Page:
Can you please discuss the breakdown of funding that the retailer invested in order to deploy radio frequency identification within its supply chain?
That's a question to which only a few people within Wal-Mart know the answer—and they're not going to share that information publicly, I'm sure. I do recall that one senior executive said there would be no special funding set aside for the RFID deployment, and that the funds would come out of the company's annual IT budget (which is, no doubt, a fairly large sum).
While preparing our Fashion Retail ROI Calculator (click here for more information, and here to download the Calculator), we performed an analysis of what it would cost to outfit a typical apparel retail store with an RFID system, and came up with a ball-park figure of $50,000 per store. That includes:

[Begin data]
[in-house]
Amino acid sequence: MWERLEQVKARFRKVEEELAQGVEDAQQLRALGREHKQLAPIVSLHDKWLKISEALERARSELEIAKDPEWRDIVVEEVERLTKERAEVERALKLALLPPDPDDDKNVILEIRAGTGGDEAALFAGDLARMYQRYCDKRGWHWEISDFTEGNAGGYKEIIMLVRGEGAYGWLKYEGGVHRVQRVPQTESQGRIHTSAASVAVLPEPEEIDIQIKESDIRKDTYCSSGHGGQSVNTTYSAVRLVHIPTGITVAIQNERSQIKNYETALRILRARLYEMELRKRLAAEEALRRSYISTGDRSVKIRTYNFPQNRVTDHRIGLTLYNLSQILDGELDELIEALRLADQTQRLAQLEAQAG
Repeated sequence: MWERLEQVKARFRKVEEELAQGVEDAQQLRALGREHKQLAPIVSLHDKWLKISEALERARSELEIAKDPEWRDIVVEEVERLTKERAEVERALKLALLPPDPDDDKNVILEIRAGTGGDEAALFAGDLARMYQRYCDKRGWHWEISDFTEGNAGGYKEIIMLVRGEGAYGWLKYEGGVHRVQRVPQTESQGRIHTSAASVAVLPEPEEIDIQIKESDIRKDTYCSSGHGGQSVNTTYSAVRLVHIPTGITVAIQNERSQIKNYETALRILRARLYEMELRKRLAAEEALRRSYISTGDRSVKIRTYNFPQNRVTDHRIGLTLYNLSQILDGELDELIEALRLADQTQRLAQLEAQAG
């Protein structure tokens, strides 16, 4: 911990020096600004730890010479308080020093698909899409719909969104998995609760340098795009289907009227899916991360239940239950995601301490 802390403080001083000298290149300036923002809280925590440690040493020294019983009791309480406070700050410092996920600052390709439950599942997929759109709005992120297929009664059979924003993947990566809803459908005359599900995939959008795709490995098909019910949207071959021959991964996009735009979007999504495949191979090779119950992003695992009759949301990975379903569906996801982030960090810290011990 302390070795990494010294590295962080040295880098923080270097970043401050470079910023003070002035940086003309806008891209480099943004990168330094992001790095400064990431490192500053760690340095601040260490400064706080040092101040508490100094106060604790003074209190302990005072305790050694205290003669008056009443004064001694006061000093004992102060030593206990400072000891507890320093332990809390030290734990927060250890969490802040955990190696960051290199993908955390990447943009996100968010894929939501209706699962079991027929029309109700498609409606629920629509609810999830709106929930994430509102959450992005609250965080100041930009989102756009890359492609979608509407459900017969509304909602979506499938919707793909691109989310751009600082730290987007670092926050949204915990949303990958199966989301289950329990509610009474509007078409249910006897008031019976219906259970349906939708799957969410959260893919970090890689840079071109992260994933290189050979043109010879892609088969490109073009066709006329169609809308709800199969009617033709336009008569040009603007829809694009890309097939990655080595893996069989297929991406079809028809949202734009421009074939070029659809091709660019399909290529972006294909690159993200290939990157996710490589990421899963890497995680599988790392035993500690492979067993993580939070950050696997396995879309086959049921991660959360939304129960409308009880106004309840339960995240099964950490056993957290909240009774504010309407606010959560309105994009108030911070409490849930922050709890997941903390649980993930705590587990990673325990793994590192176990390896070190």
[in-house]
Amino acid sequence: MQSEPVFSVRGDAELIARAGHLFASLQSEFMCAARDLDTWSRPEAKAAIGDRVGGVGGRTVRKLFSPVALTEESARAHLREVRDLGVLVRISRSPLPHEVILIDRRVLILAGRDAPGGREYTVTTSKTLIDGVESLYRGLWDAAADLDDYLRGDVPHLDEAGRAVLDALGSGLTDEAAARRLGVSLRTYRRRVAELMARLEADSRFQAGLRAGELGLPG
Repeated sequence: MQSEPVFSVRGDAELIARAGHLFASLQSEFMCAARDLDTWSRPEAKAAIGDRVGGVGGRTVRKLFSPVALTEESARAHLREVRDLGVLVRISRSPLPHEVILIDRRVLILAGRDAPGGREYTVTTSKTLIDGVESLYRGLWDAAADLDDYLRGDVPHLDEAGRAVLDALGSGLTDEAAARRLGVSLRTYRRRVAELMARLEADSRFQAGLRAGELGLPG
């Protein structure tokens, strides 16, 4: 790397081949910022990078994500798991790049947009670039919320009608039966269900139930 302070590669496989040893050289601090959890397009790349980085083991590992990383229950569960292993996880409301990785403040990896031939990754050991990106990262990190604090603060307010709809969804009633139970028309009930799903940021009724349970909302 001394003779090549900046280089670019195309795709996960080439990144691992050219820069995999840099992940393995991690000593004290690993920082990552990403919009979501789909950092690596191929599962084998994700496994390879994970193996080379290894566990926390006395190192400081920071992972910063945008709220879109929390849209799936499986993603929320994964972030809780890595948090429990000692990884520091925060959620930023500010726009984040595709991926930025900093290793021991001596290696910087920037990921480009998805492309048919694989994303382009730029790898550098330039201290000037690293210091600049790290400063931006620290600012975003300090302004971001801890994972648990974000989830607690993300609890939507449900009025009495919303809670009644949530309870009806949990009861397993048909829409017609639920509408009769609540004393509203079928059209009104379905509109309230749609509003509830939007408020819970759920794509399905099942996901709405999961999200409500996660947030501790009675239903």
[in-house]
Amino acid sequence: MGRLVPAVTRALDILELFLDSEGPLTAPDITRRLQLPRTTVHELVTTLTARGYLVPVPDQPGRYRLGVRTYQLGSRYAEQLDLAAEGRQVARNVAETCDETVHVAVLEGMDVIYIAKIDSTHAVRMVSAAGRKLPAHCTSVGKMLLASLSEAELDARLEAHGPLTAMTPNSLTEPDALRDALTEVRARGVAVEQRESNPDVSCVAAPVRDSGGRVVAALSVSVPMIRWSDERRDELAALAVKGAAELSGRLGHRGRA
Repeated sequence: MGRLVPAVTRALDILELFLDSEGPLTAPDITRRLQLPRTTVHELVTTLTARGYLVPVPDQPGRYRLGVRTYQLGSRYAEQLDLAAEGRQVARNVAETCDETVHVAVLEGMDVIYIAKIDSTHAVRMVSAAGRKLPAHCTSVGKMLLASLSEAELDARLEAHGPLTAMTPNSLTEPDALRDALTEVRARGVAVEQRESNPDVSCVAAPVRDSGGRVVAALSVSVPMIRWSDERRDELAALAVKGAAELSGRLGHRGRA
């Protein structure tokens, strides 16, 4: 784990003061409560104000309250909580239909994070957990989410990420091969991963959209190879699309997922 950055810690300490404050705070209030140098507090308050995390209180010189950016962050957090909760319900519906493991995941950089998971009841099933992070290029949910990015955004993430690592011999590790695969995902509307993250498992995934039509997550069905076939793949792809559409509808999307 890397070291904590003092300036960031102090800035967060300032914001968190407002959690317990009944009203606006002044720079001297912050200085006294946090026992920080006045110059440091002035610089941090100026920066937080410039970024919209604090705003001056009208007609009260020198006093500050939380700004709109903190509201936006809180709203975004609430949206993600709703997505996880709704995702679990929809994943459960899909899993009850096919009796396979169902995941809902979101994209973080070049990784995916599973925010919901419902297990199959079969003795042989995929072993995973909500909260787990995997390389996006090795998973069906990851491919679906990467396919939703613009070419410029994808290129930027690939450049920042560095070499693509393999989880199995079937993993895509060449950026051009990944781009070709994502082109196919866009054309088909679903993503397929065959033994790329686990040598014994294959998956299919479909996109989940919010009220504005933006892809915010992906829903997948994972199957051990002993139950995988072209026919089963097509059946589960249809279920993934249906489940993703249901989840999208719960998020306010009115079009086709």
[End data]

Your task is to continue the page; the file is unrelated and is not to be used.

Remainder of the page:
• Three fixed interrogators
• Two handheld readers
• 75,000 tags
• A software license
• Software maintenance and support
• Software integration
• Professional services
• Hardware maintenance
• Corporate overhead (IT and other)
• Cost of capital
Wal-Mart's per-store costs would likely be a little higher, as the company would probably require a greater number of handhelds, and might have more fixed readers installed at the back of each store, as well as between the back room and the sales floor. Wal-Mart also invested a considerable sum in a lab at which it tests applications and the ability to read products on tags.
But costs are rarely mentioned these days as a reason to not deploy a system. Rather, end users often tell me there are competing priorities, or that their organization simply will not consider deploying RFID until others do so first and prove the technology's benefits.
—Mark Roberti, Editor, RFID Journal
Previous Post How Can I Write EAN-128 Data to RFID Tags? »